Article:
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  1. Amortized complexity and online algorithms1
  2. Ant Colony Optimization (ACO)
  3. Bounded-error Probabilistic Polynomial-time (BPP) Algorithms2
  4. Complexity of matrix multiplication.
  5. Discussion of the polynomial-time primality algorithms, and some historical survey ofprior results.
  6. Extensions to the Dijkstra algorithm3
  7. History of the origins and the theory of finite state machines.
  8. Factorization + its application in Cryptography
  9. Discrete Logarithm + its application in Cryptography
  10. P, NP, and NP Complete
  11. Chinese Remaindering + its application in Cryptrography
  12. Greed Algorithm versus Dynamic Programming

Dijkstra’s Algorithm in Robotics Manipulation

The aim of this chapter is to establish crucial evidence of the use of this Algorithm in technology.

It is used in robotics manipulation, due to its ability to control robots without the need of a professional operating it (Xu & Wang, 2012). An example is where a robot has to navigate safely around an object without knocking walls, rocks or even people. This is especially applicable when developing video games, moving space equipment in planets like Mar, when using mapping devices used to give the best and shortest path to a destination and finding out the shortest route that a computer can use to send emails or telephony using the existing infrastructure (Chatterjee, 2010).

Use Of Dijkstra’S Algorithm In Computer Games

It is used to identify the path that can be taken by an object navigating through say a virtual building, where one can adequately plan where to pass and where to avoid. The virtual building is basically an abstract of the real building (Bardi & Lopez, 2015). Apart From a Building It Can Also Guide Through An Open Space Where One May Want To drive through the best road in a racing game to take advantage of other racers.

Robots navigating in open or closed environment should be schedulde and navigation properties set in order to for them to navigate safely (Talea, 2017 ). Mostly, pathfinding units are preinstalled in order for them to move easily and safely without the need of human intervention. Combined with other algorithms, such as the A* Algorithm the Dijkstra’s Algorithm can be made even better as complex and dangerous activities such as military functions and medical experiments and research can be carried out (Jahan & Hasan, 2011).

It is the use of cars with sensors that can detect objects, find routes and be programmed to make choices based on the environmental factors. It has the ability of altering its path based on the information collected from the sensors mounted on it (Zhao, 2018). The USA defense organ DARPA has previously tried motivating companies to develop self-driving cars for its advanced military programs. Other companies such as Uber; have tried innovating self-driving cars for their taxi programs to reduce their cost of operations.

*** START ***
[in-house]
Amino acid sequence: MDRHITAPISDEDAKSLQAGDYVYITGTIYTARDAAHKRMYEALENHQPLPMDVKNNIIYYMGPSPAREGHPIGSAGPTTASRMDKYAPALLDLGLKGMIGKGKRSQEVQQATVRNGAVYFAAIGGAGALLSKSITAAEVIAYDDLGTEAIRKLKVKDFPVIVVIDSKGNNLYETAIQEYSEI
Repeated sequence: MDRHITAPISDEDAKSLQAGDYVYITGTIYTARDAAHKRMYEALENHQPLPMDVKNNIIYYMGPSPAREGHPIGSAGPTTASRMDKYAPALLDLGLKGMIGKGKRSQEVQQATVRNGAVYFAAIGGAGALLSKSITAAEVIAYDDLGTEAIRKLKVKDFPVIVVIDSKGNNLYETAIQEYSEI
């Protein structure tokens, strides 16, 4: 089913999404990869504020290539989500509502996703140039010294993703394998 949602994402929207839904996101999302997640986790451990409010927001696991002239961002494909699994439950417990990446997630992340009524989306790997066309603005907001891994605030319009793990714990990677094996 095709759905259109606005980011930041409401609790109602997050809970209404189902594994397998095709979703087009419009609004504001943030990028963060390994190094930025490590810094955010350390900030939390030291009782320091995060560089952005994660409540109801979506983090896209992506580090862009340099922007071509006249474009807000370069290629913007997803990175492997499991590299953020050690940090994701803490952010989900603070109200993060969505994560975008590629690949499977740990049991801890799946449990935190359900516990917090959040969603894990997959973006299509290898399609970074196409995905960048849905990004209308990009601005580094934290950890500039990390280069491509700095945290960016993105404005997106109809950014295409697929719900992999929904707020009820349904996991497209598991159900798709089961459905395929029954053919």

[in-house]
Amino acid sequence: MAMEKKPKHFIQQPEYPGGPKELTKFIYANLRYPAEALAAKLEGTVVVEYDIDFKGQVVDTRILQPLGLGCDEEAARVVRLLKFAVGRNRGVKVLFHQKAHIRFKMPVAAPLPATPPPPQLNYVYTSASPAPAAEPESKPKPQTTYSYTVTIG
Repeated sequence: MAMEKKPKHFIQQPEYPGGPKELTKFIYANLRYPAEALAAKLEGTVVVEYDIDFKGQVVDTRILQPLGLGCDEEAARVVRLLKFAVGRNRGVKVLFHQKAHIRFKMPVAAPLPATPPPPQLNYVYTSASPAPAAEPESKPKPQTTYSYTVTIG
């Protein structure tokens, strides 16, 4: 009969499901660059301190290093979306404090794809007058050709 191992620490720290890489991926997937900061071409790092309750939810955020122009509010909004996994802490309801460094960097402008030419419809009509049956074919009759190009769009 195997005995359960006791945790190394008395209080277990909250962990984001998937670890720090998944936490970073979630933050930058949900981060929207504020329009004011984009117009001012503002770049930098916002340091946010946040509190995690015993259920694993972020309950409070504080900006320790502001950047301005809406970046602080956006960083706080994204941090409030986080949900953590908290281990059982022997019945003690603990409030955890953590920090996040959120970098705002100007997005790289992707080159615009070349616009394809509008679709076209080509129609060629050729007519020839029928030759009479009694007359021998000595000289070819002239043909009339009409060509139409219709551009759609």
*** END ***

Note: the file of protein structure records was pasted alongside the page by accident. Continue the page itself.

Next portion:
A combination of the Dijkstra’s Algorithm with other similar algorithms can be used to navigate blind people around difficult angles such as around trees, corners (Nandini, 2015). This can be attained by arching a moderate speed and carefully calculated steps, this employs simple calculations and ultrasound to safely find targets. By carefully improving response time offered by the Dijkstra’s algorithm, these devices will be more efficient and effective apart from just reducing the size (Maimone & Leger, n.d.). However, these advances have had their fair share of critics as they lack support desired when operating in an indoor environment.

Dijkstra’s Algorithm in Computer Games

It’s the most significant use of the algorithm as it is used to safely move people around as well as goods from one place to another using the safest path possible. In the current world having in mind the traffic problems and commitments such as work being very demanding. People will always want the best and quickest solution (Xiao-Yan & Yan-Li, 2010). Hence, they may want to know where they are, how far they are and where they are heading. The use of tools such as google maps and Microsoft maps offers this service to its users. In comparison to other Algorithm used to solve the same problem domain Dijkstra’s Algorithm offers more possibilities from search than any other Algorithm as shown by an experiment done by Jacob El Ato, who did an Experiment using a large database which tested almost all Algorithm similar to it and proved that the Algorithm offers the most empirical search result.

The dynamic behavior of applications used in routing, forces the need to supple and form effective techniques for routing, with a tight eye kept at the processing time and utilization of available memory. Regrettably, research does hardly gives the best algorithm to select when faced by a dilemma (Alija, 2015). However, some recent papers unlike those that have had a lot of research put into them hardly suggest the best algorithm, but they are trying to give the best from their school of thought which is at times confusing.The following paper tries to give the above insight into the gap. 

While travelling, the most important details is about where one is heading and what distance and time it will take. If one is not familiar to a place, a lot of time may be wasted trying to gate the location of the current location (Tompkins & Stentz, n.d.). Some companies have made significant development into this area, some software such as google maps which is the most widely used navigator. This software has enabled entry of just two major entries to get the path to a given area, by just giving the starting point and the ending point one can determine the distance to take.